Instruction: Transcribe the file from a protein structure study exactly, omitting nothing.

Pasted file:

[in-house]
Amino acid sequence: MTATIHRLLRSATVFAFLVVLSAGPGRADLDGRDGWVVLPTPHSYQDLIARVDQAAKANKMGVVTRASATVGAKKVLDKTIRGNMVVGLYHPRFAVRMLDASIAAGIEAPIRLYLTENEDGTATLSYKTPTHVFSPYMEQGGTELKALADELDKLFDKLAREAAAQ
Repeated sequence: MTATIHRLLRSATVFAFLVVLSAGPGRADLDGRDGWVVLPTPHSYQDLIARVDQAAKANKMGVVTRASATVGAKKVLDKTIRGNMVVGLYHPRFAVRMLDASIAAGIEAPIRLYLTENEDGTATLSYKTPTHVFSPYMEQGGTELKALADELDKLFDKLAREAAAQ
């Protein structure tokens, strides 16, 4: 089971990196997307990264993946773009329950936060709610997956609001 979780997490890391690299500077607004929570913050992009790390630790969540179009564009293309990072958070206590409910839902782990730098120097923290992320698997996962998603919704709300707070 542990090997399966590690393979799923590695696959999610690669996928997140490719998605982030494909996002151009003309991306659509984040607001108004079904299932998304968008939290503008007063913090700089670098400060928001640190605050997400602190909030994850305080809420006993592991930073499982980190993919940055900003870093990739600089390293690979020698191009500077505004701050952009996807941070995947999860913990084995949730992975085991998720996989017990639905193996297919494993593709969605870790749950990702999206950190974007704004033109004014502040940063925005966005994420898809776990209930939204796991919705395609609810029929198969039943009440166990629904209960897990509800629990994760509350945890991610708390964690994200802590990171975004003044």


[in-house]
Amino acid sequence: MTATIHRLLRSATVFAFLVVLSAGPGRADLDGRDGWVVLPTPHSYQDLIARVDQAAKANKMGVVTRASATVGAKKVLDKTIRGNMVVGLYHPRFAVRMLDASIAAGIEAPIRLYLTENEDGTATLSYKTPTHVFSPYMEQGGTELKALADELDKLFDKLAREAAAQ
Repeated sequence: MTATIHRLLRSATVFAFLVVLSAGPGRADLDGRDGWVVLPTPHSYQDLIARVDQAAKANKMGVVTRASATVGAKKVLDKTIRGNMVVGLYHPRFAVRMLDASIAAGIEAPIRLYLTENEDGTATLSYKTPTHVFSPYMEQGGTELKALADELDKLFDKLAREAAAQ
């Protein structure tokens, strides 16, 4: 089971990196997307990264993946773009329950936060709610997956609001 979780997490890391690299500077607004929570913050992009790390630790969540179009564009293309990072958070206590409910839902782990730098120097923290992320698997996962998603919704709300707070 542990090997399966590690393979799923590695696959999610690669996928997140490719998605982030494909996002151009003309991306659509984040607001108004079904299932998304968008939290503008007063913090700089670098400060928001640190605050997400602190909030994850305080809420006993592991930073499982980190993919940055900003870093990739600089390293690979020698191009500077505004701050952009996807941070995947999860913990084995949730992975085991998720996989017990639905193996297919494993593709969605870790749950990702999206950190974007704004033109004014502040940063925005966005994420898809776990209930939204796991919705395609609810029929198969039943009440166990629904209960897990509800629990994760509350945890991610708390964690994200802590990171975004003044």